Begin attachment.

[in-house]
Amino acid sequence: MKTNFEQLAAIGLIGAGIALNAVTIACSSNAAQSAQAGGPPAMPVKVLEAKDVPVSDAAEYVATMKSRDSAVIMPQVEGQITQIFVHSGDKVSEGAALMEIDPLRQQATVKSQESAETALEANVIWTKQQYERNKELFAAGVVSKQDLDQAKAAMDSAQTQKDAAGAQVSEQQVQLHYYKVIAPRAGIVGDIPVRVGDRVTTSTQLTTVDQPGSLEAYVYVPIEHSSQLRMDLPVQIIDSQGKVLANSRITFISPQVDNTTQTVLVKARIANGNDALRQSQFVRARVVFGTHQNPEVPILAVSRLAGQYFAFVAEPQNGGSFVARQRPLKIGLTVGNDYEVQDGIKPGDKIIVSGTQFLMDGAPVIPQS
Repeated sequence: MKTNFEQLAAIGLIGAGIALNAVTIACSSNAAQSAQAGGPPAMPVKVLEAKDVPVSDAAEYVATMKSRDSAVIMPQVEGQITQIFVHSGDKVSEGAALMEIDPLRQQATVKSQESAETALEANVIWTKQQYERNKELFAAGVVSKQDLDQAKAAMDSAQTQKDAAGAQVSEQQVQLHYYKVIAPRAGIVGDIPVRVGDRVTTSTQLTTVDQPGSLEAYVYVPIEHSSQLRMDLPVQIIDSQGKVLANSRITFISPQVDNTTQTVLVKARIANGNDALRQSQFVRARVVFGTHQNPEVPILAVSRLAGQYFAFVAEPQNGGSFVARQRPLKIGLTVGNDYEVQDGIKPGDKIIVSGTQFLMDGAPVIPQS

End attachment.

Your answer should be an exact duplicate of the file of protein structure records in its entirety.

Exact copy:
[in-house]
Amino acid sequence: MKTNFEQLAAIGLIGAGIALNAVTIACSSNAAQSAQAGGPPAMPVKVLEAKDVPVSDAAEYVATMKSRDSAVIMPQVEGQITQIFVHSGDKVSEGAALMEIDPLRQQATVKSQESAETALEANVIWTKQQYERNKELFAAGVVSKQDLDQAKAAMDSAQTQKDAAGAQVSEQQVQLHYYKVIAPRAGIVGDIPVRVGDRVTTSTQLTTVDQPGSLEAYVYVPIEHSSQLRMDLPVQIIDSQGKVLANSRITFISPQVDNTTQTVLVKARIANGNDALRQSQFVRARVVFGTHQNPEVPILAVSRLAGQYFAFVAEPQNGGSFVARQRPLKIGLTVGNDYEVQDGIKPGDKIIVSGTQFLMDGAPVIPQS
Repeated sequence: MKTNFEQLAAIGLIGAGIALNAVTIACSSNAAQSAQAGGPPAMPVKVLEAKDVPVSDAAEYVATMKSRDSAVIMPQVEGQITQIFVHSGDKVSEGAALMEIDPLRQQATVKSQESAETALEANVIWTKQQYERNKELFAAGVVSKQDLDQAKAAMDSAQTQKDAAGAQVSEQQVQLHYYKVIAPRAGIVGDIPVRVGDRVTTSTQLTTVDQPGSLEAYVYVPIEHSSQLRMDLPVQIIDSQGKVLANSRITFISPQVDNTTQTVLVKARIANGNDALRQSQFVRARVVFGTHQNPEVPILAVSRLAGQYFAFVAEPQNGGSFVARQRPLKIGLTVGNDYEVQDGIKPGDKIIVSGTQFLMDGAPVIPQS